HIGHWAY EXPERTS all around Greater Washington are looking down the road to the 21st century -- where they see, in one form or another, a second Capital Beltway perhaps 10 miles outside the one that's so congested today. Their vision is significant, because without another bypass this region will have serious trouble coping with the considerable development taking place along the outer edges of the metropolitan area. Even if a road plan can win the necessary support and be converted swiftly into a real highway, the experts note that it would take at least another 15 years to complete.
A bypass of this kind would not be merely for the convenience of the region's outer parts and/or through-traffic north and south. Unless there is some alternate route for all this traffic, areas inside and around the existing beltway will be a mess. Already there are regular heavy-traffic tie-ups on the beltway as well as other roads in Northern Virginia and suburban Maryland. About one-third of the 120,000 vehicles now using the Cabin John Bridge each day are going to places beyond the local area; T. Eugene Smith of McLean, a member of the Virginia Highway Commission, says one purpose of a bypass would be to separate this traffic from the strictly local flow.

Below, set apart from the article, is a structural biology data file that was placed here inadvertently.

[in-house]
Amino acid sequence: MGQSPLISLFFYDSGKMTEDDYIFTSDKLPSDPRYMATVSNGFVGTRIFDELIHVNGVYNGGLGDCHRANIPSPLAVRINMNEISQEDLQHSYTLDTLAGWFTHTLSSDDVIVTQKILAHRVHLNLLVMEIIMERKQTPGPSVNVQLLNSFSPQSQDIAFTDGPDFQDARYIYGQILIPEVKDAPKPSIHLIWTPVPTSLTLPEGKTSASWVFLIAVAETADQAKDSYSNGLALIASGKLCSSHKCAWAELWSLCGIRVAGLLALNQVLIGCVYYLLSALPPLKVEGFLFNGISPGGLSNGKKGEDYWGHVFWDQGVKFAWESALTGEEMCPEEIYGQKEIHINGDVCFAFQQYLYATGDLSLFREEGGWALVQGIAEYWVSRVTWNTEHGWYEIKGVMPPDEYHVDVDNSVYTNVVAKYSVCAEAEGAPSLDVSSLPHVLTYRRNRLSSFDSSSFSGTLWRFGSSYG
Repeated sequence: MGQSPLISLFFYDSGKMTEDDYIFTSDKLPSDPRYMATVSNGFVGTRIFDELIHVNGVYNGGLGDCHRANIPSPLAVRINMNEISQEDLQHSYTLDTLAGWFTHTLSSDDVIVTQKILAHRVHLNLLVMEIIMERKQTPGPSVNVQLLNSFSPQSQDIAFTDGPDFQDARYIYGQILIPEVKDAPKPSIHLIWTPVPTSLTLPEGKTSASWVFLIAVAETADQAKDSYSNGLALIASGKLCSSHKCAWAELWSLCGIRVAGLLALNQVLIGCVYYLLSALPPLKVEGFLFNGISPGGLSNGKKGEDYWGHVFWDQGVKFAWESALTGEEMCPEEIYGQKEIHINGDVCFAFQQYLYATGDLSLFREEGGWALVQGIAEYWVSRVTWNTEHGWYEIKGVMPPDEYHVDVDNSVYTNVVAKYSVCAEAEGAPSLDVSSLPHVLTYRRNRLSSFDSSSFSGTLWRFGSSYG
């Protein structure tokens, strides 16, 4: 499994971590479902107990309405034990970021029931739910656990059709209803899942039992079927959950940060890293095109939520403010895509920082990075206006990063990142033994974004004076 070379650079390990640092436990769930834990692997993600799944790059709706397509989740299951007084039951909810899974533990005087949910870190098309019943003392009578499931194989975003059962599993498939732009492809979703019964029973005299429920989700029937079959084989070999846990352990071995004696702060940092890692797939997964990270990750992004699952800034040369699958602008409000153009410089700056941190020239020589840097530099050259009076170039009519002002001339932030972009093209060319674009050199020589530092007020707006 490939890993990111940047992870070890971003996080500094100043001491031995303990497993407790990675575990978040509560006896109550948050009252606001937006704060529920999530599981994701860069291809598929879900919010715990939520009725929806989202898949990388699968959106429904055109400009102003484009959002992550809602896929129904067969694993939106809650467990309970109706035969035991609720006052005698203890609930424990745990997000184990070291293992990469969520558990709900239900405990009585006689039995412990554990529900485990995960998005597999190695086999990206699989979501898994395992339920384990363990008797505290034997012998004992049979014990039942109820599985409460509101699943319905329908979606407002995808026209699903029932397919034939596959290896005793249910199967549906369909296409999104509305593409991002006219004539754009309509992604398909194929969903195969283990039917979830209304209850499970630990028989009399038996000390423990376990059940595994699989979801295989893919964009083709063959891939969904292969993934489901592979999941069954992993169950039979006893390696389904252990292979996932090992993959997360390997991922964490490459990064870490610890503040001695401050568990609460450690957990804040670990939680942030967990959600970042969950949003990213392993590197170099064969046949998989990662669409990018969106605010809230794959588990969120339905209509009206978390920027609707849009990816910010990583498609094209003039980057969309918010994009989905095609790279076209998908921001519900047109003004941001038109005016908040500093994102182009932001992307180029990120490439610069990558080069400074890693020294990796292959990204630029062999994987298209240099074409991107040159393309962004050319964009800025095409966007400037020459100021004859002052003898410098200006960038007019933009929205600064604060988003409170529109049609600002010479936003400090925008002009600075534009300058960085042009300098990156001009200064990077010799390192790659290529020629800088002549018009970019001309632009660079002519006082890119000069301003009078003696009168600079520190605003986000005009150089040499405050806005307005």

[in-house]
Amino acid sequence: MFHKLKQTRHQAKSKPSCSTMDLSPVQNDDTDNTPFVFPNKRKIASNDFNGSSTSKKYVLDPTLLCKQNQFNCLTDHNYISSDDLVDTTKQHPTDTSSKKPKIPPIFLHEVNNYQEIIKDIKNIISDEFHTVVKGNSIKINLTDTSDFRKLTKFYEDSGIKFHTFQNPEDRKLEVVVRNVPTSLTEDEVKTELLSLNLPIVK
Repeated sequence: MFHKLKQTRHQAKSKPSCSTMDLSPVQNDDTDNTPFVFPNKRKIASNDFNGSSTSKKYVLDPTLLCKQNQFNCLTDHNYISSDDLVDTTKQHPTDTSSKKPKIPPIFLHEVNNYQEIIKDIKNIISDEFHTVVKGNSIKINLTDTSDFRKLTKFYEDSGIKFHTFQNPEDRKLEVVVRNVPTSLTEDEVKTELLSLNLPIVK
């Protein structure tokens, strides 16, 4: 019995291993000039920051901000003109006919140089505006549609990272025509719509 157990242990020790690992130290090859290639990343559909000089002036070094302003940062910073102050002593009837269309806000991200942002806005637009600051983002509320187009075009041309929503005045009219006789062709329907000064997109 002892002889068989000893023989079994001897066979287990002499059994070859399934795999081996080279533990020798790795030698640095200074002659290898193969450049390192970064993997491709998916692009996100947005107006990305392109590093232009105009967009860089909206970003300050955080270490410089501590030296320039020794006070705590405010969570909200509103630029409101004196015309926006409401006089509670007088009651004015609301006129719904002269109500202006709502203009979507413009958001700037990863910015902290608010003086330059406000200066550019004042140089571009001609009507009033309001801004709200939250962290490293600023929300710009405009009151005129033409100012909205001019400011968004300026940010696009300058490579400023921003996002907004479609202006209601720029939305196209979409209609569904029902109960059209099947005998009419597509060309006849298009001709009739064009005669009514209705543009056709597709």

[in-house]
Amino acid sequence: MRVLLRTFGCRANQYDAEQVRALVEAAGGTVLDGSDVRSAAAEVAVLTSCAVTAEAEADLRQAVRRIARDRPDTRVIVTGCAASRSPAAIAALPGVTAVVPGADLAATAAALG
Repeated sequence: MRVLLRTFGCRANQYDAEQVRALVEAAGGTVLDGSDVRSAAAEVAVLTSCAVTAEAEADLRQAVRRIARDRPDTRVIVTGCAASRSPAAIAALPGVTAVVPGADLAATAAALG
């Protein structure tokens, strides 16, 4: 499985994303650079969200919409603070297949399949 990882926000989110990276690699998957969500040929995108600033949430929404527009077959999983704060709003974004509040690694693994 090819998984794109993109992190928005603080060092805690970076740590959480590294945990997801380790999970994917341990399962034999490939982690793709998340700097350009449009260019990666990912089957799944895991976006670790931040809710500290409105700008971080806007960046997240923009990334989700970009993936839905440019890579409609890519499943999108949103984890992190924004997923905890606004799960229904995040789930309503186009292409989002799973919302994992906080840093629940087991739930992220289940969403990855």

In Virginia, state highway commissioner Harold C. King is urging Congress to consider a bypass that would dissuade motorists traveling on I-95, I-70 and I-270 from getting on the existing Capital Beltway. While various routes are being studied, the bypass generally would extend northwest from I-95 near Dale City to an area near Dulles International Airport, then cross the Potomac near the Loudoun-Fairfax county line and connect to I-70 near Mount Airy, Md.
Maryland state highway administrator Hal Kassoff says his agency is skeptical of this plan but is looking at ways to build some kind of 15-mile bypass and bridge over the Potomac from Dumfries in Prince William County to Indian Head in Charles County.
The question, then, isn't whether Greater Washington needs new bypass routes, but whether Maryland, Virginia and the local governments can agree on a coordinated, sensible approach that will serve their competing interests in economic development. And the sooner they begin trying, the better.